Waste haulers are sending fleets of specialized, heavy-duty trash-hauling trucks and equipment to the hurricane-devastated areas of Texas and the Southeast, as they work overtime to help millions of individuals and businesses dig out and recover from the destruction.
As they work with the Federal Emergency Management Agency in the cleanup effort, the companies are using so-called grapple trucks and mammoth trash haulers that, in dry times, are used to “roll off” huge waste receptacles from construction sites.
Regular municipal trash carriers such as Waste Management also are combing the affected areas with temporarily expanded fleets of trucks to clear household and business waste that has piled up since the crippling storms.
Purchases and rentals for the heavy-duty equipment have soared since the two hurricanes as FEMA-engaged trash-hauling contractors have scrambled to ensure they have enough of the right equipment.
Among the most needed vehicles are heavy-duty grapple trucks that are equipped with cranes that grasp large objects, couches, refrigerators, chunks of drywall, downed trees and the like, and deposit them into a truck bed.
Waste haulers also are using roll-off trucks that employ a cable hoist capable of lifting large waste receptacles. Also in short supply are conventional rear-load and top-load trash haulers that are typical of municipal waste systems.
Dealers have quickly run out of the equipment.
Petersen Industries Inc., which manufactures grapple trucks and other specialized equipment, has 26 dealers across the United States. When Harvey hit Texas, those dealers had about 15 trucks in inventories nationwide, said Casey Hardee, president of Petersen, which is based in Lake Wales, Fla.
“Once the storm passed, pretty much every dealer that had anything in stock sold it,” Hardee said. “The dealers that didn’t have anything in stock – they were calling us, asking us if we had anything. Customers that have orders [logged] started calling, wanting to know if they could get their equipment faster.”
Petersen is selling to companies such as Waste Connections. The Toronto-based solid-waste hauling company expanded its fleet in Texas by as much as 30 percent, at least temporarily, to meet the extra demand to pick up storm debris as well as regular trash that had piled up, said Ron Mittlestaedt, chief executive.
It purchased a handful of new trucks from dealer inventories within a few days of the onset of Harvey. Waste Connections also rented additional pieces. And it repositioned some of its own vehicles from other parts of the country into Texas.
Before the hurricanes hit, Waste Management put considerable resources into repositioning its trucks in Houston and in south Florida that potentially stood in harm’s way. That included swarming its trucks to positions on top of Medley Landfill in the Miami area.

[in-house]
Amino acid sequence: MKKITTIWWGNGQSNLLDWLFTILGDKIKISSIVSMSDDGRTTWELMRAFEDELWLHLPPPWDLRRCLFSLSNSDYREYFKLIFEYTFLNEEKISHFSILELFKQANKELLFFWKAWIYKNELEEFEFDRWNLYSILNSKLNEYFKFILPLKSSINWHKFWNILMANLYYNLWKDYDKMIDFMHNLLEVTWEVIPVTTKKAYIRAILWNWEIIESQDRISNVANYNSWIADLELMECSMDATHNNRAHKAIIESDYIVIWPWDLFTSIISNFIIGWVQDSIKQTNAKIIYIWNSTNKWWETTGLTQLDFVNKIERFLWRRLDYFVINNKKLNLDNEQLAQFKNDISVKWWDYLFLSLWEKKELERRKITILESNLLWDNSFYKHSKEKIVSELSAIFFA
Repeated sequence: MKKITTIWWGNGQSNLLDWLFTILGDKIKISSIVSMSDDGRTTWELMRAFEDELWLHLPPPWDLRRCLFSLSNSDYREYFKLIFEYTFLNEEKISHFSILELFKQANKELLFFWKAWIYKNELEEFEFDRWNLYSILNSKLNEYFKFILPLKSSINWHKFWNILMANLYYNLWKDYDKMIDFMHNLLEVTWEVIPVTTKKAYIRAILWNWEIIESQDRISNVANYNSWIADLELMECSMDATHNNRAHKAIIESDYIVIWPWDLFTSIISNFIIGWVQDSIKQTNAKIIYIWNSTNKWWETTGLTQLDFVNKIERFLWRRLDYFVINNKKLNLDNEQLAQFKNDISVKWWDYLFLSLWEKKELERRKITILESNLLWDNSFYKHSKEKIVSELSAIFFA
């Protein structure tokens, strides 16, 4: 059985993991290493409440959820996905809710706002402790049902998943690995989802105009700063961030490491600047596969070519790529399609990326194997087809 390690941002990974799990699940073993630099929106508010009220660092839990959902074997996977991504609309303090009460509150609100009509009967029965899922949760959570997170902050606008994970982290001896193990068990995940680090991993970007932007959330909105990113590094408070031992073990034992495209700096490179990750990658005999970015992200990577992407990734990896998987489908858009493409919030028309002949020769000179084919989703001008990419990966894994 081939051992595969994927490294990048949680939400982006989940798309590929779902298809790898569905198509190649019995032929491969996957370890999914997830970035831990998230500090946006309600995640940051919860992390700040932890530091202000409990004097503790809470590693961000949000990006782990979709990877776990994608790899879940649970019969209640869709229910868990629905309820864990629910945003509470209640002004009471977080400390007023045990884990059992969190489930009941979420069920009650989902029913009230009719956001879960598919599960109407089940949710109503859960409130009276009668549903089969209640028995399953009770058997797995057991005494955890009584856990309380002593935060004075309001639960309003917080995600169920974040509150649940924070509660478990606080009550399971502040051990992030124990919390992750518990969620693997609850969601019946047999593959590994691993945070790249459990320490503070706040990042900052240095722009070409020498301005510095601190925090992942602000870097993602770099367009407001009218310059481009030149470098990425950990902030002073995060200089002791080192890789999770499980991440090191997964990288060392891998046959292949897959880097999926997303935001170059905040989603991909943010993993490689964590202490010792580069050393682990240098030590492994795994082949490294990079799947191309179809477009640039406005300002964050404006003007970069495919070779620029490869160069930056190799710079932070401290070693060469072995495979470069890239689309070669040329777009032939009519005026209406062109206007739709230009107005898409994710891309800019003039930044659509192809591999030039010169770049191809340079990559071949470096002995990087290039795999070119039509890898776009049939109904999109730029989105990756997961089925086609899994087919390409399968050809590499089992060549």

After the storms passed, Waste Management redeployed its vehicles and personnel across Texas and in parts of Florida, adding as many as 40 drivers and the required trucks to busy routes in the Houston area and as many as 60 people in Florida, primarily in the Keys and the southwestern part of the state that sustained the biggest damage from Irma.
Available drivers and equipment streamed to Houston, mainly from elsewhere in Texas, and Waste Management moved assets primarily from northern Florida and Georgia into southern Florida. It didn’t have to do any purchasing of extra trucks.
“They’re busy; our landfills are busy,” John Morris, senior vice president of field operations for Houston-based Waste Management, told Trucks.com. “It’s probably a few months until all of the storm-related debris makes its way from the source to our landfills, but we’re keeping up with it.”
Because it’s not a FEMA contractor for heavy debris hauling, Waste Management’s extra work comes mainly from using its conventional trash haulers to catch up with all the regular residential garbage that piled up in the two hurricane zones before, during and after the storms. There’s also extra commercial debris as businesses gear back up.
“We’ve got large retail facilities such as grocery stores that we normally service, and now they’re asking us to do additional work as they restock the store or rip out material that may have been affected by flooding,” Morris said.
Prices for the type of equipment used in the cleanup effort are holding steady for now.
Petersen, for instance, typically makes any pricing changes only once a year, around April 1, after it gauges the effects of end-of-the-year price changes by its suppliers.
“That gives us about a month to figure out where our new pricing is going to be for the new year, settle into our new contracts, and get us time to evaluate it and put that into a pricing plan,” Hardee said.
But, he said, “Right now we don’t anticipate raising or changing any pricing” next spring.
Dealers that may be placing orders with Petersen in the coming weeks to refill their pipelines, post-hurricanes, are likely to take delivery of their new vehicles from Petersen in January and February, before any price change, Hardee said.
Such price inelasticity is what Waste Connections expects for any vehicles it may purchase any time soon. The company enjoys national-account pricing with all major truck and body manufacturers, Mittlestaedt said. “So our pricing can’t be adjusted; it’s locked in,” he said. “It doesn’t matter what happens to the inventory.”
But Mittlestaedt said smaller waste-hauling outfits that don’t have such pricing guarantees could face higher prices for specialized trucks in the months ahead.
Editor’s note: Trucks.com managing editor Carly Schaffner contributed to this report.